Use of dance with people experiencing homelessness

It Gives Me Purpose: The Use of Dance with People Experiencing Homelessness. 2010. Melissa Knestaut, Mary Ann Devine, Barbara Verlezza. Therapeutic Recreation Journal Vol. 44 No. 10.

Abstract: “According to the National Coalition for the Homeless (2009), there are approximately 1.35 million people who experience homelessness on any given day. Psycho-social issues that these individuals must address to survive daily vary, but most common are depression, stress, alienation, lack of continuity in their life, and uncertainty of their future. Engagement in leisure is one way to reduce the various psycho-social consequences of homelessness. Thus, the purpose of this case report is to discuss the benefits of a leisure activity, specifically a structured dance class for adults experiencing homelessness. The intent of the class was to decrease stress, increase positive feelings, encourage self-determination, and learn how dance can be used as a coping mechanism. Dance was used as a context for coping with stress and other effects of homelessness. Results indicated that participants experienced an increase in positive effects and a decrease in negative effects after participating in the dance class.”

Keywords: Dance, homelessness, leisure, self-determination, stress

Advertisements

Dance-movement therapy with unhoused women

A place for my self : issues of space in dance-movement therapy with women in a homeless shelter. Kelly M. Phipps. (1995). Hahnemann University. Source: OAI. ABSTRACT iii, 77 leaves.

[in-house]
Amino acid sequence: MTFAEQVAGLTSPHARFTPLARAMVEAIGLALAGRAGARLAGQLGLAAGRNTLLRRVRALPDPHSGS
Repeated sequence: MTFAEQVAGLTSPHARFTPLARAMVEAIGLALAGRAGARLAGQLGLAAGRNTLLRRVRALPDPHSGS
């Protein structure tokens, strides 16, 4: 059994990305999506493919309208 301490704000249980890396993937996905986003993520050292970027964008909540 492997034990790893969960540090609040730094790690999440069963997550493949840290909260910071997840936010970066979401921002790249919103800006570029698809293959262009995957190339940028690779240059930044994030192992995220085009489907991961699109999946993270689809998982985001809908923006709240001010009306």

Abstract from ResearchGate: “As homelessness in the United States continues to rise, research into the specific needs for treatment of this population is increasing. Both personal and social factors contribute to homelessness as well as different reasons due to gender (North and Smith,1993). Loss of personal, interpersonal and societal space occur as a result of homelessness. This loss of spatial boundaries can lead to the inability of an individual to overcome his homeless condition. This study was undertaken in an effort to demonstrate a relationship between issues of space among the homeless and dance/movement therapy concepts to produce a program that would be beneficial to women living in a homeless shelter. As literature pertaining to dance/movement therapy with the homeless is extremely limited, the study consisted of a literature review of women and homelessness, space and dance/movement therapy with relavent populations. In addition, clinical application of dance/movement therapy to this population is given and illustrated with short case vignettes. Findings showed that dance/movement therapy concepts of space were applicable to the traumas such as physical and sexual abuse, drug addiction and victimization experience by homeless women. The non-verbal nature and use of the body in dance/movement therapy is able to address these issues at the site of their experience. The conclusion is that dance/movement therapy, especially work geared toward personal space and boundary development, can play a beneficial role in helping women escape patterns of homelessness.”